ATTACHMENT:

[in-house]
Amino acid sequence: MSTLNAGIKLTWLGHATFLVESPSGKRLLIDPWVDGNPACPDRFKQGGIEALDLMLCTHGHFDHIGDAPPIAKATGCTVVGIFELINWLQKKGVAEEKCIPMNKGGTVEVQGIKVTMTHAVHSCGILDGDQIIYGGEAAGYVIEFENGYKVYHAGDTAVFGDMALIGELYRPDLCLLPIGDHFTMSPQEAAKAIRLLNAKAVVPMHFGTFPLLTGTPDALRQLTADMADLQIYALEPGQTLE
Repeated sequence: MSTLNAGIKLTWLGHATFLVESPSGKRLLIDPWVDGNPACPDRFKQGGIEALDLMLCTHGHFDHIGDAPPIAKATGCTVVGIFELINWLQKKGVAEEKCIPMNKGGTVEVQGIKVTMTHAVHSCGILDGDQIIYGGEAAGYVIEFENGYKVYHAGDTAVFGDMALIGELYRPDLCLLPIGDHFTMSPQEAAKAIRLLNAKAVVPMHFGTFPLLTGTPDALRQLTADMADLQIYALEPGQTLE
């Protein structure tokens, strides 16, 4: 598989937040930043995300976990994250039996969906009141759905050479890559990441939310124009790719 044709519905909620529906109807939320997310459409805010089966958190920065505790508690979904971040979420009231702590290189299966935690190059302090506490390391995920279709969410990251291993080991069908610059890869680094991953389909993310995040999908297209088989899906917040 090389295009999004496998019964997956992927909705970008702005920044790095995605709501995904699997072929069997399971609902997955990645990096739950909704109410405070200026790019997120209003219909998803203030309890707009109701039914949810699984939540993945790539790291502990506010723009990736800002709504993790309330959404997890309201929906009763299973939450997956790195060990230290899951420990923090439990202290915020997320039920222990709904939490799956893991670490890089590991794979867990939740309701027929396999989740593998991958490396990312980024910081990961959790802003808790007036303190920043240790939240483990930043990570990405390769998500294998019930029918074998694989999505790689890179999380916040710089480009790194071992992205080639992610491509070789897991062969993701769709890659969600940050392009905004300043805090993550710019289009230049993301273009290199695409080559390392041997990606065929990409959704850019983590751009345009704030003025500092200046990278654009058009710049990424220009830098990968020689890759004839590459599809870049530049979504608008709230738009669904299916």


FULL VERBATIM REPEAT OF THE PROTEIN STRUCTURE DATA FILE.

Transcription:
[in-house]
Amino acid sequence: MSTLNAGIKLTWLGHATFLVESPSGKRLLIDPWVDGNPACPDRFKQGGIEALDLMLCTHGHFDHIGDAPPIAKATGCTVVGIFELINWLQKKGVAEEKCIPMNKGGTVEVQGIKVTMTHAVHSCGILDGDQIIYGGEAAGYVIEFENGYKVYHAGDTAVFGDMALIGELYRPDLCLLPIGDHFTMSPQEAAKAIRLLNAKAVVPMHFGTFPLLTGTPDALRQLTADMADLQIYALEPGQTLE
Repeated sequence: MSTLNAGIKLTWLGHATFLVESPSGKRLLIDPWVDGNPACPDRFKQGGIEALDLMLCTHGHFDHIGDAPPIAKATGCTVVGIFELINWLQKKGVAEEKCIPMNKGGTVEVQGIKVTMTHAVHSCGILDGDQIIYGGEAAGYVIEFENGYKVYHAGDTAVFGDMALIGELYRPDLCLLPIGDHFTMSPQEAAKAIRLLNAKAVVPMHFGTFPLLTGTPDALRQLTADMADLQIYALEPGQTLE
């Protein structure tokens, strides 16, 4: 598989937040930043995300976990994250039996969906009141759905050479890559990441939310124009790719 044709519905909620529906109807939320997310459409805010089966958190920065505790508690979904971040979420009231702590290189299966935690190059302090506490390391995920279709969410990251291993080991069908610059890869680094991953389909993310995040999908297209088989899906917040 090389295009999004496998019964997956992927909705970008702005920044790095995605709501995904699997072929069997399971609902997955990645990096739950909704109410405070200026790019997120209003219909998803203030309890707009109701039914949810699984939540993945790539790291502990506010723009990736800002709504993790309330959404997890309201929906009763299973939450997956790195060990230290899951420990923090439990202290915020997320039920222990709904939490799956893991670490890089590991794979867990939740309701027929396999989740593998991958490396990312980024910081990961959790802003808790007036303190920043240790939240483990930043990570990405390769998500294998019930029918074998694989999505790689890179999380916040710089480009790194071992992205080639992610491509070789897991062969993701769709890659969600940050392009905004300043805090993550710019289009230049993301273009290199695409080559390392041997990606065929990409959704850019983590751009345009704030003025500092200046990278654009058009710049990424220009830098990968020689890759004839590459599809870049530049979504608008709230738009669904299916």